DBT has helped women, but can do better. Here’s how - Hindustan Times
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DBT has helped women, but can do better. Here’s how

Dec 13, 2022 07:27 PM IST

In 2022, Microsave Consulting reached out to 4,500 beneficiaries in 12 states to evaluate women's experience accessing, withdrawing and utilising DBT funds. Here's what we learnt

The Government of India has transferred $312 billion to beneficiaries (nearly 65% of the vulnerable population) under its various social security schemes since the start of the direct benefit transfer (DBT) programme in 2013. Given that women are an essential target of the programme, we wanted to understand DBT’s impact on them. In 2022, Microsave Consulting (MSC) reached out to 4,500 beneficiaries in 12 states to evaluate their experience accessing, withdrawing and utilising DBT funds. Over 80% of all female beneficiaries reported that DBTs had an overwhelmingly positive effect on them and their families. At the household level, DBT funds ensured children stayed in school, instead of dropping out to support the family, helped with household food supply and improved families’ physical health. For women, receiving DBT increased their disposable income, financial decision-making, and the family’s respect for them.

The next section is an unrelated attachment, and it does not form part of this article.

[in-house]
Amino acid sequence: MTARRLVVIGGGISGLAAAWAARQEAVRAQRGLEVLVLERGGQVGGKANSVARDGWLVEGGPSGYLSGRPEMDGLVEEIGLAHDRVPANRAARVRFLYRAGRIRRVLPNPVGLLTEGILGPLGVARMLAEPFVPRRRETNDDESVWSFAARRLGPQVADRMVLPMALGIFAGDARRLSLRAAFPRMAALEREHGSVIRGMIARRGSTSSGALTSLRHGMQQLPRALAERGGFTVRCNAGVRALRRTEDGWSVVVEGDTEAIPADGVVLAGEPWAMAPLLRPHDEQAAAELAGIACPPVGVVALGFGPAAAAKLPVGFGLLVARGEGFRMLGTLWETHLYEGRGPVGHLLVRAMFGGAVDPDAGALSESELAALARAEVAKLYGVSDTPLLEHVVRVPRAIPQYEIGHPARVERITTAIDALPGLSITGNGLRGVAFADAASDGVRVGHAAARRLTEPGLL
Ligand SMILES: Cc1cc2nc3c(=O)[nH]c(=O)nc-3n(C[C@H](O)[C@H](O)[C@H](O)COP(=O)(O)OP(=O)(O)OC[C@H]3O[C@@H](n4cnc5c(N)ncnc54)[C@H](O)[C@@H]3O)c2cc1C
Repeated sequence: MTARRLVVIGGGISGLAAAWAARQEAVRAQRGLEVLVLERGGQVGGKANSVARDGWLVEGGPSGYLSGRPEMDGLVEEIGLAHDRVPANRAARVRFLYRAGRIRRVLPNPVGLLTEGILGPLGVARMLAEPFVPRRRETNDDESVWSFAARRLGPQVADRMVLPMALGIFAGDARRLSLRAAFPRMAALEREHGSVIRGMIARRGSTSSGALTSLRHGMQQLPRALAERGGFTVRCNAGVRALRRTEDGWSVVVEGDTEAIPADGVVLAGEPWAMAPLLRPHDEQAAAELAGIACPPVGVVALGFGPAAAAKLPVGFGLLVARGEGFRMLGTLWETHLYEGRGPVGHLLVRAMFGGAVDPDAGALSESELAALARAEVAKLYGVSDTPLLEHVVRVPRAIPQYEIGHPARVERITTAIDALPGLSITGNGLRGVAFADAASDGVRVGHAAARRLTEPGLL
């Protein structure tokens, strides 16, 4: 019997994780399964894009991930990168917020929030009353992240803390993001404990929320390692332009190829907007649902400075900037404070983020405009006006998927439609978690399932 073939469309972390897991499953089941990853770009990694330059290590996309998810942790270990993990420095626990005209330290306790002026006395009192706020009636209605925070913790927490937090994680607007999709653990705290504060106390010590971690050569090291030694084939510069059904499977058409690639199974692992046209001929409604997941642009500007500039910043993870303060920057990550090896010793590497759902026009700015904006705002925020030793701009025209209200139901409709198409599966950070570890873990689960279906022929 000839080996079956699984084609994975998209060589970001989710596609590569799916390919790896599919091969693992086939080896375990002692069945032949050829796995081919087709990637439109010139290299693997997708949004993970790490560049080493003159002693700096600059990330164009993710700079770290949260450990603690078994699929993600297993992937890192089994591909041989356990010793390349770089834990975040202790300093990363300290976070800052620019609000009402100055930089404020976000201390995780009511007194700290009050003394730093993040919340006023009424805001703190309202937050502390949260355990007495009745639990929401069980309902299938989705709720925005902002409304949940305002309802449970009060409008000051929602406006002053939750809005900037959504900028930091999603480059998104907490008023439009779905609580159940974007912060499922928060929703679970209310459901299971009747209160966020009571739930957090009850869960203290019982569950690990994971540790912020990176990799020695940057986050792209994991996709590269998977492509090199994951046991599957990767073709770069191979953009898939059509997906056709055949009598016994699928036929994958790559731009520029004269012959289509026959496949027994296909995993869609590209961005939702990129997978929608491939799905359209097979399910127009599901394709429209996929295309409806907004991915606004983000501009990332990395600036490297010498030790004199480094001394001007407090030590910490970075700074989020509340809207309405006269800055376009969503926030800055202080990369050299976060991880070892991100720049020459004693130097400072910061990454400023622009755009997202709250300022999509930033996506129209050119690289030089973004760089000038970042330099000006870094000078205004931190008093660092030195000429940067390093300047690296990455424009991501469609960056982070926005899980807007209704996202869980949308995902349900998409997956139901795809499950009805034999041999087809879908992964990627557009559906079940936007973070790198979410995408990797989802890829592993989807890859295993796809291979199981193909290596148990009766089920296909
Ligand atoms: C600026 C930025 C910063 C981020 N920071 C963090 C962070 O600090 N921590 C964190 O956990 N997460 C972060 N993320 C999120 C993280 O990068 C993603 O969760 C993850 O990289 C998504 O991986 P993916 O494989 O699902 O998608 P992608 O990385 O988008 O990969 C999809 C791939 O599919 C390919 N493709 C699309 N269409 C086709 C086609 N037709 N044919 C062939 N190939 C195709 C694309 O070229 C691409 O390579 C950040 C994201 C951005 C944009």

For women, receiving DBT increased their disposable income, financial decision-making, and the family’s respect for them. (Indranil Bhoumik/Mint) PREMIUM
For women, receiving DBT increased their disposable income, financial decision-making, and the family’s respect for them. (Indranil Bhoumik/Mint)

The Government of India has transferred $312 billion to beneficiaries (nearly 65% of the vulnerable population) under its various social security schemes since the start of the direct benefit transfer (DBT) programme in 2013. Given that women are an essential target of the programme, we wanted to understand DBT’s impact on them. In 2022, Microsave Consulting (MSC) reached out to 4,500 beneficiaries in 12 states to evaluate their experience accessing, withdrawing and utilising DBT funds. Over 80% of all female beneficiaries reported that DBTs had an overwhelmingly positive effect on them and their families. At the household level, DBT funds ensured children stayed in school, instead of dropping out to support the family, helped with household food supply and improved families’ physical health. For women, receiving DBT increased their disposable income, financial decision-making, and the family’s respect for them.

However, a sizable percentage (16%) of women felt DBT made no difference and had an adverse impact on them and their lives; 10% of women surveyed thought that the amount of money was too little and the opportunity cost to collect it was too high. Six per cent of the women reported a negative impact of the funds; over 20% of all female beneficiaries reported experiencing violence or knowing someone who had because they refused to hand over money to family members.